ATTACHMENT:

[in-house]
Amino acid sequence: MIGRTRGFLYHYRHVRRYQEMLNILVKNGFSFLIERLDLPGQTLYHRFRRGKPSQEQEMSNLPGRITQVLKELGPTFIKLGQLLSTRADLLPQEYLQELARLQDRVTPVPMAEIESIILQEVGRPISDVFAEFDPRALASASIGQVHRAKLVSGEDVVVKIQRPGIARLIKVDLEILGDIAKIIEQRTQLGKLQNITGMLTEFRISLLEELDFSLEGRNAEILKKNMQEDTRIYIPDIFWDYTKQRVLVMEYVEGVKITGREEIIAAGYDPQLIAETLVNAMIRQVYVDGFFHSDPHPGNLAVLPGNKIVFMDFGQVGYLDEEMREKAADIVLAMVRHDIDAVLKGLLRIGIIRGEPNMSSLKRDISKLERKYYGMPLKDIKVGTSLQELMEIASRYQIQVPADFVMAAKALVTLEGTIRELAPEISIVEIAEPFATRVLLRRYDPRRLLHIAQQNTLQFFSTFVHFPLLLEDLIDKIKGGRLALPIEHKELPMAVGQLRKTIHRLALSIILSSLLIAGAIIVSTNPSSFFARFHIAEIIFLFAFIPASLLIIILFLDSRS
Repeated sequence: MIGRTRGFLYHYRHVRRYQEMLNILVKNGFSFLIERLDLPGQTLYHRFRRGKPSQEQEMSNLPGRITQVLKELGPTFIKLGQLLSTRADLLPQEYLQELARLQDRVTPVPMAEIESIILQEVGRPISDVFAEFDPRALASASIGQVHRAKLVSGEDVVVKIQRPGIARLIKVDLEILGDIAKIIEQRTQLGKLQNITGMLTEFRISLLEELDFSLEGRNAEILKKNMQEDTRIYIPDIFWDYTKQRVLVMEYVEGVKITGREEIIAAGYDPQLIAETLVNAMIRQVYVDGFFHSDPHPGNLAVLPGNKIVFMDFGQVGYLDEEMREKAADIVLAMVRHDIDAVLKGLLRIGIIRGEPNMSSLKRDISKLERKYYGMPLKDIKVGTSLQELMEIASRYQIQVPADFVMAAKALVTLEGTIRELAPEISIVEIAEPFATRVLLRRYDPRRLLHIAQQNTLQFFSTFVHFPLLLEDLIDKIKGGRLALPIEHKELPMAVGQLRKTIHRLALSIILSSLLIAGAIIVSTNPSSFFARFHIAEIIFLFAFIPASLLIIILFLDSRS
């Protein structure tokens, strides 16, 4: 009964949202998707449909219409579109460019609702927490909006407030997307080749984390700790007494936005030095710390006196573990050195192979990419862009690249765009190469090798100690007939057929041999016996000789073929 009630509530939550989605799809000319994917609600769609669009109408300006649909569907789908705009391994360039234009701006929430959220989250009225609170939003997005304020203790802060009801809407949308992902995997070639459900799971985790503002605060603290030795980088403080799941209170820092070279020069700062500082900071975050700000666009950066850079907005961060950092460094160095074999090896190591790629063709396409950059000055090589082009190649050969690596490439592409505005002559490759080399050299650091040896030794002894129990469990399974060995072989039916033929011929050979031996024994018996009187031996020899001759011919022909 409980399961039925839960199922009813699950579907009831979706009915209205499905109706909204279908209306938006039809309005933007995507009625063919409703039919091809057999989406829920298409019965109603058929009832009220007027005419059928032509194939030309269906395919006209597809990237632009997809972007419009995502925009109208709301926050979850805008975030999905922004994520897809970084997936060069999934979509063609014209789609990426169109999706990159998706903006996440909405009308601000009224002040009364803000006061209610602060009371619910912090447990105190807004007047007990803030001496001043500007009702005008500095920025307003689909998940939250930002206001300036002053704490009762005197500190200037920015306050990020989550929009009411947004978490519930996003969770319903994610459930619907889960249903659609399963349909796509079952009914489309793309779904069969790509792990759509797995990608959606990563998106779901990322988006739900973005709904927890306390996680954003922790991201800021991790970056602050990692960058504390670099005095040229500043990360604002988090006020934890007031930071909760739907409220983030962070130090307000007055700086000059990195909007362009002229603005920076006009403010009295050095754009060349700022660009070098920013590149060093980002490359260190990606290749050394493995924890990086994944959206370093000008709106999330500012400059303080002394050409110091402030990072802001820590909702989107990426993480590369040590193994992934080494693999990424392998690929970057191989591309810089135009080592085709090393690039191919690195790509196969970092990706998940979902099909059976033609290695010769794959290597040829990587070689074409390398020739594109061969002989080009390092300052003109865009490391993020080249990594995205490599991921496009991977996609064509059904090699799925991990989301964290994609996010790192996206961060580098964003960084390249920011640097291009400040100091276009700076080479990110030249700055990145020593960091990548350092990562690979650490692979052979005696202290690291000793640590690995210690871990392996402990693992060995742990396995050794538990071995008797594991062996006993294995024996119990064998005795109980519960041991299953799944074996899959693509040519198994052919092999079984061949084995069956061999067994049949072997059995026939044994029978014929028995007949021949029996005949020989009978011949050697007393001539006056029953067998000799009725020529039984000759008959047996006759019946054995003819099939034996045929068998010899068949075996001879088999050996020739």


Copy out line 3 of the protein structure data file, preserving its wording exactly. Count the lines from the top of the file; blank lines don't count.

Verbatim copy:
Repeated sequence: MIGRTRGFLYHYRHVRRYQEMLNILVKNGFSFLIERLDLPGQTLYHRFRRGKPSQEQEMSNLPGRITQVLKELGPTFIKLGQLLSTRADLLPQEYLQELARLQDRVTPVPMAEIESIILQEVGRPISDVFAEFDPRALASASIGQVHRAKLVSGEDVVVKIQRPGIARLIKVDLEILGDIAKIIEQRTQLGKLQNITGMLTEFRISLLEELDFSLEGRNAEILKKNMQEDTRIYIPDIFWDYTKQRVLVMEYVEGVKITGREEIIAAGYDPQLIAETLVNAMIRQVYVDGFFHSDPHPGNLAVLPGNKIVFMDFGQVGYLDEEMREKAADIVLAMVRHDIDAVLKGLLRIGIIRGEPNMSSLKRDISKLERKYYGMPLKDIKVGTSLQELMEIASRYQIQVPADFVMAAKALVTLEGTIRELAPEISIVEIAEPFATRVLLRRYDPRRLLHIAQQNTLQFFSTFVHFPLLLEDLIDKIKGGRLALPIEHKELPMAVGQLRKTIHRLALSIILSSLLIAGAIIVSTNPSSFFARFHIAEIIFLFAFIPASLLIIILFLDSRS